A little more than a year after Steve Fossett disappeared while flying over the rugged Sierra Nevada mountains, searchers finally found the crumpled wreckage of his light plane on a mountainside near Mammoth Lakes, Calif.
The single-engine Bellanca Super Decathalon had plowed into the mountain at an elevation of 9,700 feet, crushing the fuselage and throwing the engine hundreds of feet away. Two days later, a single bone fragment roughly 2.5 inches by 1 inch was found near the crash site and taken for analysis.
Aerial searchers spotted the wreck of the blue-and-white plane at sundown Oct. 1, 5/8 of a mile from where hiker Preston Morrow two days earlier had stumbled upon Fossett’s pilot’s license, two other identification cards and $1,005 in cash in bushes off a hiking trail, according to Madera County sheriff’s spokeswoman Erica Stuart. With snow moving into the area, further searching likely won’t resume until next year.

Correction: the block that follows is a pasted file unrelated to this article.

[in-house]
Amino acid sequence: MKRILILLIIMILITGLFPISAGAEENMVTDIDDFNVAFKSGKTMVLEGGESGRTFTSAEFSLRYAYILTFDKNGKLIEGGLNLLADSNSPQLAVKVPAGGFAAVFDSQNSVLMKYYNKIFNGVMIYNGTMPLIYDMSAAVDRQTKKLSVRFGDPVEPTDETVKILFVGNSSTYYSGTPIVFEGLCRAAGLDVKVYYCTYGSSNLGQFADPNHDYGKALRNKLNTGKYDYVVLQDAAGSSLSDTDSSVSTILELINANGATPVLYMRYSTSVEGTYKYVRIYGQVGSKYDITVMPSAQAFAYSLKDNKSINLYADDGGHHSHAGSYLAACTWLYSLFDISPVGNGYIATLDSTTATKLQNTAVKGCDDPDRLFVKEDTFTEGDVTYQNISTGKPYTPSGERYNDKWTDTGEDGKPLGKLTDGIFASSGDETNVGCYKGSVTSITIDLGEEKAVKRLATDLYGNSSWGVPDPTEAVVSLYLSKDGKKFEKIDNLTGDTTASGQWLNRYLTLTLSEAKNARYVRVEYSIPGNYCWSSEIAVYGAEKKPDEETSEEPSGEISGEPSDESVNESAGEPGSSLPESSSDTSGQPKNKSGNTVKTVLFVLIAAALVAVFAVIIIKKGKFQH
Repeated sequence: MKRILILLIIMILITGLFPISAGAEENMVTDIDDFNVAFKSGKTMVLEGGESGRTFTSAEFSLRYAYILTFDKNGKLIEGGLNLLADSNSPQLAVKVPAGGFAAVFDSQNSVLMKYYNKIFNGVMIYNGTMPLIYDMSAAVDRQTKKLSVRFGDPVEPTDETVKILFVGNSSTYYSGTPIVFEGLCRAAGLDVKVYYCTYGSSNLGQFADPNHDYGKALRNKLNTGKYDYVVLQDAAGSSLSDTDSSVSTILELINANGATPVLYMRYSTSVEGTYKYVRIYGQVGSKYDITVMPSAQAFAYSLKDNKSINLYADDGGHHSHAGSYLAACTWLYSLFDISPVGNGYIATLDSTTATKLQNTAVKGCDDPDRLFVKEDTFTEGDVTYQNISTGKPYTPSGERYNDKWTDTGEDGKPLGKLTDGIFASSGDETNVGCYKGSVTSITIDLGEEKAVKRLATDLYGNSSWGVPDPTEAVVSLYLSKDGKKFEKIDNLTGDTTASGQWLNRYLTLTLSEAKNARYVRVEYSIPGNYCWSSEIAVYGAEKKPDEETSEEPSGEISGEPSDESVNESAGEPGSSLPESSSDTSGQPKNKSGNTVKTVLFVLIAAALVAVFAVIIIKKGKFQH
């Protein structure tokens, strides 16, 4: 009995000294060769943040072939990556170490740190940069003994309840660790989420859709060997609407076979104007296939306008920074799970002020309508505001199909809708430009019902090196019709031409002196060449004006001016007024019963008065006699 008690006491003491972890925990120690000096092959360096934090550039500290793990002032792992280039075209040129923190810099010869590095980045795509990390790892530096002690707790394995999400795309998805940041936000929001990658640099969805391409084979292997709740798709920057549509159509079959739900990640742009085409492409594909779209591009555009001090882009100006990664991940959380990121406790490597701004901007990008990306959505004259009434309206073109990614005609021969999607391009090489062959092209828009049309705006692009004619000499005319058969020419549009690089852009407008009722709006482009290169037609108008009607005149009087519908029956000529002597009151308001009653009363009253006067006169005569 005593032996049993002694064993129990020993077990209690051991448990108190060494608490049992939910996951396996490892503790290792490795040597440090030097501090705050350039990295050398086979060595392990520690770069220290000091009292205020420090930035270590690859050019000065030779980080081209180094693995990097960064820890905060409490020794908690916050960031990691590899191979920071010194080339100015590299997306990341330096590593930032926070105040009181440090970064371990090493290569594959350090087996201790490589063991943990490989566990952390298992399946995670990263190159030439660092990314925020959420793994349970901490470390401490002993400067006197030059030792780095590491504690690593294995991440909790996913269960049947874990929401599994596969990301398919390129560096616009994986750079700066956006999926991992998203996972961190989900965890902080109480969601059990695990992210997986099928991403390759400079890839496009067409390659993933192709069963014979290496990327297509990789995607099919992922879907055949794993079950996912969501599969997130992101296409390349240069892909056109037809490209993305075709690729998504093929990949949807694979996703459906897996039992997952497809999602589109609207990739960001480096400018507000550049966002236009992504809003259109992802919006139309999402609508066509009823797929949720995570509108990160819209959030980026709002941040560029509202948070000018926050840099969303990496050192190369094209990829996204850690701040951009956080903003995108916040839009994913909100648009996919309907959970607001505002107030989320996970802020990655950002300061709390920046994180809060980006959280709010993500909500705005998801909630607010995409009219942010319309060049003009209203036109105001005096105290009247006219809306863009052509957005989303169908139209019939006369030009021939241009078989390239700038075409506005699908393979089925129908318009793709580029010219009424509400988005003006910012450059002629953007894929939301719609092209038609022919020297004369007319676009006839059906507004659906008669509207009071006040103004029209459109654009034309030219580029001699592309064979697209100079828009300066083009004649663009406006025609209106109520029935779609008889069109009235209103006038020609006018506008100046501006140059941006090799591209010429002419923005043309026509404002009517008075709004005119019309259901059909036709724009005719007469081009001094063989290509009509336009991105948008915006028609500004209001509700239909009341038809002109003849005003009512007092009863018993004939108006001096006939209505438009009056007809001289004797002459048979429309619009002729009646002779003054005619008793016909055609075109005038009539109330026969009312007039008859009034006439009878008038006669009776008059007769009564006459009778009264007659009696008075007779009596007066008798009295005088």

The 63-year-old Fossett, a multimillionaire Chicago commodities trader-turned- adventurer, set world records in boats, gliders and hot-air balloons. He disappeared Sept. 3, 2007, after taking off from hotelier William Barron Hilton’s Nevada resort, about 100 miles northeast of where the wreckage was found. A court declared Fossett legally dead Feb. 2.
Fossett chased sailing speed and distance records for 11 years, setting 23 between 1993 and 2004 — including two single-handed records — on the 60-foot trimaran Lakota, the 60-foot catamaran Stars & Stripes and the 125-foot (formerly 105-foot) maxicat PlayStation, aka Cheyenne.
His widow said through attorneys that she hoped to find Fossett’s remains. “I am grateful for all those involved in this effort,” she said.
This article originally appeared in the December 2008 issue.